After being let go from In the Heat of the Night, Rollins got sober and worked on rebuilding his career and reputation.[2] In 1995, he appeared in a guest role on New York Undercover, followed by a role in the theatrical film, Drunks. In 1996, he appeared in guest spot on Remember WENN. His final role was in the 1996 PBS television movieHarambee!.

Personal life

Legal issues

In 1988, Rollins was arrested and pleaded guilty to cocaine possession in Louisiana. In 1992 and 1993, he was arrested on three separate occasions for driving under the influence. In 1994, he served a month in jail for reckless driving and driving under the influence. Because of continued legal problems, Rollins was ultimately dropped from In the Heat of the Night.[3] After attending drug rehab, he returned to In the Heat of the Night as a guest star.[4]

Death

On December 8, 1996, Rollins died at St. Luke's-Roosevelt Hospital Center in New York City of complications of lymphoma. He had been diagnosed with the disease approximately six weeks earlier. His funeral was held on December 13 in Baltimore.[5][6] He was buried at Woodlawn Cemetery in Baltimore County, Maryland.

Legacy

On October 25, 2006, a wax statue of Rollins was unveiled at the Senator Theatre in Baltimore. The statue is now at Baltimore's Great Blacks in Wax Museum.[7]

Filmography

Film
YearTitleRoleNotes
1981RagtimeCoalhouse Walker Jr.Nominated - Academy Award for Best Supporting Actor
Nominated - Golden Globe Award for Best Supporting Actor - Motion Picture
Nominated - Golden Globe Award for New Star of the Year - Actor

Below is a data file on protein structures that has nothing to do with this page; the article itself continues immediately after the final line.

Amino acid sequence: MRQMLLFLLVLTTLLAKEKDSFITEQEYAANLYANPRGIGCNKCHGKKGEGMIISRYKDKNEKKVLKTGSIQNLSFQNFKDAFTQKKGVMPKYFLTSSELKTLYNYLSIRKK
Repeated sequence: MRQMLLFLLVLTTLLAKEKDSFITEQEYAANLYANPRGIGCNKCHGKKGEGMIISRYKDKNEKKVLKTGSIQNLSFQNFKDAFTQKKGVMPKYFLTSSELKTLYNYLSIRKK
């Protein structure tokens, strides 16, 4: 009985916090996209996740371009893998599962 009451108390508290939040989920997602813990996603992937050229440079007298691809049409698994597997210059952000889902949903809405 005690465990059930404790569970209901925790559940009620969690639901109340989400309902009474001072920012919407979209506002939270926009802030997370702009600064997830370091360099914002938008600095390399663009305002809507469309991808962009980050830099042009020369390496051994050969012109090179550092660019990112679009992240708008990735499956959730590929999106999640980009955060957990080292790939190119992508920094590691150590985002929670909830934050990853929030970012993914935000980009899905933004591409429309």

1984The House of GodChuck Johnston
1984A Soldier's StoryCaptain Davenport
1990On the BlockClay Beasley
1995DrunksJoseph
Television
YearTitleRoleNotes
1978The Trial of the MokeTelevision movie
1978KingAndrew YoungMiniseries
Credited as Howard Rollins
1979Roots: The Next GenerationsGeorge HaleyMiniseries
1979My Old ManDoctorTelevision movie
1981ThornwellCarsonTelevision movie
1982The NeighborhoodAllen CampbellTelevision movie
1982The Member of the WeddingHoney BrownTelevision movie
1982Another WorldEd HardingUnknown episodes
Nominated - Daytime Emmy Award for Outstanding Supporting Actor in a Drama Series
1983For Us the Living: The Medgar Evers StoryMedgar EversTelevision movie
1983Moving Right AlongUnknown episodes
1984House of Dies DrearWalter SmallTelevision movie
1984A Doctor's StoryDr. Zack WilliamsTelevision movie
1984He's Fired, She's HiredRaoulTelevision movie
1985WildsideBannister Sparks6 episodes
1986The Boy KingMartin Luther King, Sr.Television movie
1986The Children of Times SquareOtis TravisTelevision movie
1986Johnnie Mae Gibson: FBIT.C. RussellTelevision movie
1988-1995In the Heat of the NightChief of Detectives Virgil Tibbs121 episodes
1992With Murder in MindSamuel CarverTelevision movie
1994In the Heat of the Night: Who Was Geli Bendl?Virgil TibbsTelevision movie
1995New York UndercoverReverend HundleyEpisode: "The Smoking Section"
1996Remember WENNGeorge SmithEpisode: "The Emperor Smith"
1996Harambee!ChimbukoTelevision movie